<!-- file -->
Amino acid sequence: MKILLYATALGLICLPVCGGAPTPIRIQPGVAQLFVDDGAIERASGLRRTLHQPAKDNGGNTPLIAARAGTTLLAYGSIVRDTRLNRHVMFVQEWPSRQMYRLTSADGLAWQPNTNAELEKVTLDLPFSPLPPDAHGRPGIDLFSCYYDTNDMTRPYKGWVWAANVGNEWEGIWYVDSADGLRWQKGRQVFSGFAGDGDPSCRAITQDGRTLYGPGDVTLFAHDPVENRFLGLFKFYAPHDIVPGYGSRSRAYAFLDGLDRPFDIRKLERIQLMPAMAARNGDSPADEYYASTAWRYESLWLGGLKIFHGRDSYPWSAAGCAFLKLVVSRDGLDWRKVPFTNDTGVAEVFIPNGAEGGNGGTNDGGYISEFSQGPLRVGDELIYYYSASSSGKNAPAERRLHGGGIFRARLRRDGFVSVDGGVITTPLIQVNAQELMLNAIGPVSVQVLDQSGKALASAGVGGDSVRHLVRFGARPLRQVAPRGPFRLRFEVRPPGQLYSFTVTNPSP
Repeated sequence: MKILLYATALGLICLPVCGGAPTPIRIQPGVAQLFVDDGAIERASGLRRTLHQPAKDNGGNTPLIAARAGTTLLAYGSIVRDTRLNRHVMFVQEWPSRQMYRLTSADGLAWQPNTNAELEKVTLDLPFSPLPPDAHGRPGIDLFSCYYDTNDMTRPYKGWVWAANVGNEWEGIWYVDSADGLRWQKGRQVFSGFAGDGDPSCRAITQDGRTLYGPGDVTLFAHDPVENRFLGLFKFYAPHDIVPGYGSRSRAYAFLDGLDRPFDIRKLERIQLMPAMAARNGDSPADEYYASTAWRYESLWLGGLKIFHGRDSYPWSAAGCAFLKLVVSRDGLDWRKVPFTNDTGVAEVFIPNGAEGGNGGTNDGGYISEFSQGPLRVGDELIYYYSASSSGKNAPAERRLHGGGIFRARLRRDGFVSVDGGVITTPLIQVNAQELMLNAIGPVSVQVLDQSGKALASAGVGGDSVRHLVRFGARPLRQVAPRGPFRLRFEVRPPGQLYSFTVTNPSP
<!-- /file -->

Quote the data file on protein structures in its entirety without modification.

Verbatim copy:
Amino acid sequence: MKILLYATALGLICLPVCGGAPTPIRIQPGVAQLFVDDGAIERASGLRRTLHQPAKDNGGNTPLIAARAGTTLLAYGSIVRDTRLNRHVMFVQEWPSRQMYRLTSADGLAWQPNTNAELEKVTLDLPFSPLPPDAHGRPGIDLFSCYYDTNDMTRPYKGWVWAANVGNEWEGIWYVDSADGLRWQKGRQVFSGFAGDGDPSCRAITQDGRTLYGPGDVTLFAHDPVENRFLGLFKFYAPHDIVPGYGSRSRAYAFLDGLDRPFDIRKLERIQLMPAMAARNGDSPADEYYASTAWRYESLWLGGLKIFHGRDSYPWSAAGCAFLKLVVSRDGLDWRKVPFTNDTGVAEVFIPNGAEGGNGGTNDGGYISEFSQGPLRVGDELIYYYSASSSGKNAPAERRLHGGGIFRARLRRDGFVSVDGGVITTPLIQVNAQELMLNAIGPVSVQVLDQSGKALASAGVGGDSVRHLVRFGARPLRQVAPRGPFRLRFEVRPPGQLYSFTVTNPSP
Repeated sequence: MKILLYATALGLICLPVCGGAPTPIRIQPGVAQLFVDDGAIERASGLRRTLHQPAKDNGGNTPLIAARAGTTLLAYGSIVRDTRLNRHVMFVQEWPSRQMYRLTSADGLAWQPNTNAELEKVTLDLPFSPLPPDAHGRPGIDLFSCYYDTNDMTRPYKGWVWAANVGNEWEGIWYVDSADGLRWQKGRQVFSGFAGDGDPSCRAITQDGRTLYGPGDVTLFAHDPVENRFLGLFKFYAPHDIVPGYGSRSRAYAFLDGLDRPFDIRKLERIQLMPAMAARNGDSPADEYYASTAWRYESLWLGGLKIFHGRDSYPWSAAGCAFLKLVVSRDGLDWRKVPFTNDTGVAEVFIPNGAEGGNGGTNDGGYISEFSQGPLRVGDELIYYYSASSSGKNAPAERRLHGGGIFRARLRRDGFVSVDGGVITTPLIQVNAQELMLNAIGPVSVQVLDQSGKALASAGVGGDSVRHLVRFGARPLRQVAPRGPFRLRFEVRPPGQLYSFTVTNPSP